Additional Information

Official title Islet Transplantation Alone (ITA) in Patients With Difficult to Control Type I Diabetes Mellitus Using a Glucocorticoid-free Immunosuppressive Regimen
Principal investigator Fouad Kandeel, MD
Description Type 1 diabetes is associated with the damage of a specific cell subtype of pancreatic islets (clusters of cells in the pancreas that produce insulin and other metabolic hormones), which makes patients depend on an outside source of insulin. Despite insulin treatment, type 1 diabetes mellitus causes a significant risk of long-term problems, including damage to the heart, blood vessels, nerves, eyes and kidneys. The results of recent research studies suggest that these complications are caused by poor glucose control. Transplantation of islets offers the prospect of good glycemic (blood glucose) control without the major surgical risks associated with whole pancreas transplant and may result in not needing any insulin injections. In 2000, a group of investigators in Edmonton, Canada showed that islet transplantation using a combination of anti-rejection drugs to help prevent the rejection of transplanted islets was effective in eliminating insulin intake in 7 subjects who were followed up to 20 months. After 5 years, more than 60 patients have been transplanted at Edmonton and only 1 in 10 remained off of insulin. This study is being performed to confirm the results of the Edmonton study to see if islet transplantation alone (ITA) is a safe and effective way of treating subjects with type 1 diabetes. This study uses a few additional medications and vitamin supplements that were not included in the original Edmonton study. We hope this will improve the long-term outcome of islet transplantation.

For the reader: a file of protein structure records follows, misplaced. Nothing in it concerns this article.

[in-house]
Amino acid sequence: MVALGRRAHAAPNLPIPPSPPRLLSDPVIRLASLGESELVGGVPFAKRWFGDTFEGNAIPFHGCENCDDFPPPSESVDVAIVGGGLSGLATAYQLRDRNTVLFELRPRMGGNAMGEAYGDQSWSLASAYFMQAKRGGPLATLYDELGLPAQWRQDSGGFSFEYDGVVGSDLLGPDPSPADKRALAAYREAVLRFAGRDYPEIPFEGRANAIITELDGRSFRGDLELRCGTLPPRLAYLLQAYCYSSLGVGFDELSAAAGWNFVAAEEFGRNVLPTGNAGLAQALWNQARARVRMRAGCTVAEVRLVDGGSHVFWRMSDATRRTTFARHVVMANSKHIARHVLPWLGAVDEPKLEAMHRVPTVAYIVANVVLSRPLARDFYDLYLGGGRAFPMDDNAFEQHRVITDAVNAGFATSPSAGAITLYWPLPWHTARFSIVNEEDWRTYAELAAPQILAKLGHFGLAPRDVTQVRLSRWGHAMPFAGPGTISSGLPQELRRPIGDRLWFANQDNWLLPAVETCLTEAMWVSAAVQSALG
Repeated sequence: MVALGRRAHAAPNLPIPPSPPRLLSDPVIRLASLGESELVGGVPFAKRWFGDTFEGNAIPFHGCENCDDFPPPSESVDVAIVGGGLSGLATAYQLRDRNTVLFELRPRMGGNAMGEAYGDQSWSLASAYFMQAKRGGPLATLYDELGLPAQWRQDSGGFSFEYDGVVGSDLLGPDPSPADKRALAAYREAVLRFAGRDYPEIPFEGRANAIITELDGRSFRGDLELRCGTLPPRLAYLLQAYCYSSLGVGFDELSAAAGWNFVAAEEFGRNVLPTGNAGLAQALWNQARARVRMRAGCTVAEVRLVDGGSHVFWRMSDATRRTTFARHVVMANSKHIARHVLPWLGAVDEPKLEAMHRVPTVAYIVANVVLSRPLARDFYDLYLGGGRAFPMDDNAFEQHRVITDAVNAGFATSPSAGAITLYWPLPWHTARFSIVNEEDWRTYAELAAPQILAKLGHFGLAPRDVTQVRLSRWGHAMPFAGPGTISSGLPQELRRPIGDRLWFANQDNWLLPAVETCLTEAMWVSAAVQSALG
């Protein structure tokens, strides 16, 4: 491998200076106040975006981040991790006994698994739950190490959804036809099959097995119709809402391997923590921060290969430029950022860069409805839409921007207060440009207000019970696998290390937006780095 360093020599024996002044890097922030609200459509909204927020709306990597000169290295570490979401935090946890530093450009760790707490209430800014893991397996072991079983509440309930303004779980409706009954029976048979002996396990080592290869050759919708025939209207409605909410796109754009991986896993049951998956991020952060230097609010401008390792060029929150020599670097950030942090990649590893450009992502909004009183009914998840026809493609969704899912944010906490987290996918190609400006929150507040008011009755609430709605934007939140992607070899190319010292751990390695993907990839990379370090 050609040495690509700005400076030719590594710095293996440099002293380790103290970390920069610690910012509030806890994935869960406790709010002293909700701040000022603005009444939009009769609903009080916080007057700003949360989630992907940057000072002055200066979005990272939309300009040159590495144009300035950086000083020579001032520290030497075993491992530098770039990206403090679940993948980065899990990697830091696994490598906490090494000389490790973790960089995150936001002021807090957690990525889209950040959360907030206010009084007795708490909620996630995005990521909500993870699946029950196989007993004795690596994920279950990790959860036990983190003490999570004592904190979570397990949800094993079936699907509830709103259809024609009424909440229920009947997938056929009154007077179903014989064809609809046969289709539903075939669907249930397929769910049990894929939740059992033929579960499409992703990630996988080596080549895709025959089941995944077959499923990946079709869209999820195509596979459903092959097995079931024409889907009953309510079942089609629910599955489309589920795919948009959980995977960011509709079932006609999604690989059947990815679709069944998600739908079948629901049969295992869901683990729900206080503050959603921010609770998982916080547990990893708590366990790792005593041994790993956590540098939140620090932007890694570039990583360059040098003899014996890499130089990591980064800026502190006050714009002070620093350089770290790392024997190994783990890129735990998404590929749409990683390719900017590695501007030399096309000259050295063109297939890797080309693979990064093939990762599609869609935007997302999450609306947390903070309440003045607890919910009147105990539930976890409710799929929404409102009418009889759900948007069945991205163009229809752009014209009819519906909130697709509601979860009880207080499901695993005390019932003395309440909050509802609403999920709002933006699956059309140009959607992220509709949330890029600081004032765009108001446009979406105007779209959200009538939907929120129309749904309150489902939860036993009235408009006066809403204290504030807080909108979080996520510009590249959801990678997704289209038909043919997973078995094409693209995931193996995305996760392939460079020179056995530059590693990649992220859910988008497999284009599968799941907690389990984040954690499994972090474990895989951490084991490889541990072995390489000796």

Trial information was received from ClinicalTrials.gov and was last updated in March 2015.
Information provided to ClinicalTrials.gov by City of Hope Medical Center.